(continued)


Letters to reviewers dialogue list

Letters to Reviewers (Dialogue List)

Reviewer: <Insert reviewer’s comment>

Authors: <Insert your response>


Letters to reviewers example of a simple change

Letters to Reviewers (Example of a Simple Change)

Reviewer: Each subband is assumed to be a "memoryless Gaussian source". This assumption is not very realistic. It would be interesting to know the impact of this assumption on the performance of the proposed method.

Authors: Thank you for pointing this out. We have removed the memoryless Gaussian assumption, and we have accordingly modified the rate-distortion function via a parameter which depends on the probability density function of the subband (Page 24, 3rd paragraph).


Letters to reviewers example of a simple change1

Letters to Reviewers(Example of a Simple Change)

Reviewer: Based on Fig. 6, the improvements of the proposed approach do not appear to be very impressive. Even though there are definitely some improvements, it is not clear how significant they are.

Authors: We are hoping that the printed journal version of this figure will be able to better-reproduce the visual gains. In addition, we have now made the images available online. We have also presented the results of a psychophysical experiment to quantify the bit-savings afforded by using the proposed algorithm over baseline JPEG-2000.


Letters to reviewers example of a backing down

Letters to Reviewers(Example of a Backing Down)

Reviewer: On page 3, lines 1 to 3, this statement is incorrect as it indicates that existing quantization strategies rely only on a predetermined set of quantizer step sizes. This is not correct as there are existing perceptual-based algorithms that dynamically and adaptively compute the quantizer step sizes such as the work in Reference [10] (which also appeared as a journal version in the IEEE ITIP, 2000). So, this statement should be removed or rewritten.

Authors: Thank you for catching this. We have removed the statement. We have also updated Ref. 10 to refer to the journal version of the research.


Letters to reviewers example of a defense

Letters to Reviewers(Example of a Defense)

Reviewer: On page 2, the reviewer especially does not agree with item 1 where the authors stated that most experiments involving the HVS have quantified contrast sensitivity based only on simple targets. The authors imply in item 1 that more complex natural-image targets are needed which is not correct.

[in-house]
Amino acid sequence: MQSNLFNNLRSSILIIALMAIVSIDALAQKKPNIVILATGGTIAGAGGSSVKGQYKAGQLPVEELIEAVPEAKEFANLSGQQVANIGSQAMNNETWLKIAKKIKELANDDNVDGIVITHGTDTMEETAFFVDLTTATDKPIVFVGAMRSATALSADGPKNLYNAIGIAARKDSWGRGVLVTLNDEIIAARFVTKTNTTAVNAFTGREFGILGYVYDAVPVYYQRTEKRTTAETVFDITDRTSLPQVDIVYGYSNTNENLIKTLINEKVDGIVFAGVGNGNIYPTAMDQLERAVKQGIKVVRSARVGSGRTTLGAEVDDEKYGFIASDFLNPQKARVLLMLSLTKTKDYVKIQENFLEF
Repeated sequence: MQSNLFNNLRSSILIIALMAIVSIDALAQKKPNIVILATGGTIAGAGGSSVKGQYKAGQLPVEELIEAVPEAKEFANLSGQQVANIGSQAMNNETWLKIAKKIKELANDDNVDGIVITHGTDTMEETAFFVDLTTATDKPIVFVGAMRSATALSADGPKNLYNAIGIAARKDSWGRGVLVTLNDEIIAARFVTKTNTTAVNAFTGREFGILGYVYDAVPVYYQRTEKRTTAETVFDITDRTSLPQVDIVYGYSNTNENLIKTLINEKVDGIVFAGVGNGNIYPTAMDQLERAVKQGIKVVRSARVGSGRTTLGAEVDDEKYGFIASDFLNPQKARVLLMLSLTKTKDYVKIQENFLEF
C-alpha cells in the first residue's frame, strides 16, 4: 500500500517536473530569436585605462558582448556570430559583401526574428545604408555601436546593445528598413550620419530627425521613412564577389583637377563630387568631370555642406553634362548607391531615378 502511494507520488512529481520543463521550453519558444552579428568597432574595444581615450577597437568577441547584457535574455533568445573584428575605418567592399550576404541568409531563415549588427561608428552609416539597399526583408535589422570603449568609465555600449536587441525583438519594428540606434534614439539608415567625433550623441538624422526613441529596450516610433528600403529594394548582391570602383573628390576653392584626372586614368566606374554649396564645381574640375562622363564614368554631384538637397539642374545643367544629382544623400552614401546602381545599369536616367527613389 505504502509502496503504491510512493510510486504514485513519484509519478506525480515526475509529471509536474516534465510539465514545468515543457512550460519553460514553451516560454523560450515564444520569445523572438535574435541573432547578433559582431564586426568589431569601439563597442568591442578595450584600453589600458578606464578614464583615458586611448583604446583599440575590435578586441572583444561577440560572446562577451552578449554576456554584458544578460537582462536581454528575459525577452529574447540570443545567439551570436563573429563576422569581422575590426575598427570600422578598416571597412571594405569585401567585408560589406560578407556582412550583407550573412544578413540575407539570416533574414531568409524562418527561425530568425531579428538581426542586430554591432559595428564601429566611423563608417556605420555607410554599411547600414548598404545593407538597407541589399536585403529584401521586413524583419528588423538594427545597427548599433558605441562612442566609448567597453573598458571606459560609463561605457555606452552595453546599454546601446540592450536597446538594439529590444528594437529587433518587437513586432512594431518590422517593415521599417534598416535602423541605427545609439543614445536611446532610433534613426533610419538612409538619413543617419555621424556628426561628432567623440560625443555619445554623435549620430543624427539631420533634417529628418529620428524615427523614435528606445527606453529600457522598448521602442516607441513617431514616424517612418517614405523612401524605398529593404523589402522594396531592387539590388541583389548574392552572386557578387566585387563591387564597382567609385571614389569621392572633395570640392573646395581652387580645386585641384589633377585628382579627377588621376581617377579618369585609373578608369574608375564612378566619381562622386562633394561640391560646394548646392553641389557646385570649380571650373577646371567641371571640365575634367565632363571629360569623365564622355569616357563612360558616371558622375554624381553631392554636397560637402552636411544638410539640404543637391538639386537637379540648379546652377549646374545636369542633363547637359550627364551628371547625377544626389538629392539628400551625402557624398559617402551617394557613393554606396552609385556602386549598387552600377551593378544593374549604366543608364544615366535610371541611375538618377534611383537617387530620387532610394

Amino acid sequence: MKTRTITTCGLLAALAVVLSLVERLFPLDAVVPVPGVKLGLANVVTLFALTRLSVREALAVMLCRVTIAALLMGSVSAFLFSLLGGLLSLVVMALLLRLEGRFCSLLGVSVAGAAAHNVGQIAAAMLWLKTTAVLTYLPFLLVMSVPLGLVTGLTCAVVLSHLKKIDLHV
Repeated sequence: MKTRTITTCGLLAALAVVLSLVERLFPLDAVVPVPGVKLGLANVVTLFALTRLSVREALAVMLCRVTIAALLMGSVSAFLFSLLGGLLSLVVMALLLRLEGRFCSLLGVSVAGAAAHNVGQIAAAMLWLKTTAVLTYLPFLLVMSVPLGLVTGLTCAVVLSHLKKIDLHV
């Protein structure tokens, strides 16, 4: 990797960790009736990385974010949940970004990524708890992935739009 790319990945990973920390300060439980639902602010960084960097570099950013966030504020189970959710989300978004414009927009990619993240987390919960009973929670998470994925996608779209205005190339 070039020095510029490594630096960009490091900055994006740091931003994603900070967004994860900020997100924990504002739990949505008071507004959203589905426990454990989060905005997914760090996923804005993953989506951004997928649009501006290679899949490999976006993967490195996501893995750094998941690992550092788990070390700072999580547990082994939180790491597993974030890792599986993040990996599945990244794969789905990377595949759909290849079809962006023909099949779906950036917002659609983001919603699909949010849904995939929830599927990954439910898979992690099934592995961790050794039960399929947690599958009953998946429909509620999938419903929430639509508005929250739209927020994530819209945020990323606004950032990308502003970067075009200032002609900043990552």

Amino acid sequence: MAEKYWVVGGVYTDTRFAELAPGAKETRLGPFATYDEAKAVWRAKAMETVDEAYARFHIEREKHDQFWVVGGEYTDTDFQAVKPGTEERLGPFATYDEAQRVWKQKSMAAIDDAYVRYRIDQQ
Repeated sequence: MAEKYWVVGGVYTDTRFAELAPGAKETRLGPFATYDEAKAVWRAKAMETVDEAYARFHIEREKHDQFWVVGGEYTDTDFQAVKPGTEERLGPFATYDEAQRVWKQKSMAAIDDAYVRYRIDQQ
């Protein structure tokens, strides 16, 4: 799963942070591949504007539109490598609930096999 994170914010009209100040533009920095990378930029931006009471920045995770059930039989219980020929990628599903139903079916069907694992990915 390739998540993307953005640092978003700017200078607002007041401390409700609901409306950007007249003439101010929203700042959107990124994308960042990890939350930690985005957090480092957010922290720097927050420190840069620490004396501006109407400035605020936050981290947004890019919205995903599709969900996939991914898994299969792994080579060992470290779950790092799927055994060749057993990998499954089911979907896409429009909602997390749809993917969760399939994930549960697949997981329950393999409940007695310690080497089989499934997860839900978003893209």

Also, Item 3 should be modified as several perceptual-based algorithm exist which account for masking in addition to the regular CSF and this include references [8] and [10].


Letters to reviewers example of a defense1

Letters to Reviewers(Example of a Defense)

Authors: We appreciate and agree with many of your points. We do believe however, that our methodology is more of a top-down approach that has offered useful insights into the overall response of the HVS to the types of distortions induced via wavelet-based image compression presented against natural-image backgrounds.

We did not intend Items 1, 2 and 3 to characterize all HVS-based compression algorithms, and we apologize if it came across as such. As per your suggestions, we have added specific references to Items 1, 2, and 3. To Item 1, we have added references...


Letters to reviewers closing paragraph

Letters to Reviewers(Closing Paragraph)

We sincerely appreciate your insightful and constructive comments and suggestions. We believe that these have greatly strengthened the paper.

Thank you again for taking the time to review this paper.

Sincerely,

Damon M. Chandler

School of Electrical and Computer Engineering

Oklahoma State University

Stillwater, OK 74074


Outline5

Outline

  • Understanding the review process

  • Digesting the reviews

  • Revising your paper

  • Communicating your revisions to the reviewers and editor

  • Conclusions


Conclusions

Conclusions

  • When reviewing:

    • Be critical of technical content

    • Make an extra effort to be nice when criticizing

  • When digesting reviews:

    • Try not to take things personally

    • Expect at least one harsh reviewer

  • When addressing reviews:

    • Divide and conquer (do difficult changes first)

    • Communicate your changes, making an extra effort to be professional and thankful


Backup slides

Backup Slides


How to be a good reviewer

How to be a Good Reviewer

  • Evaluate the paper honestly, objectively, and critically

  • Disclose any potential conflicts of interest

  • Identify areas in which you are not an expert

  • Write constructive and helpful reviews

  • Maintain confidentiality

[Benos et al., 2003]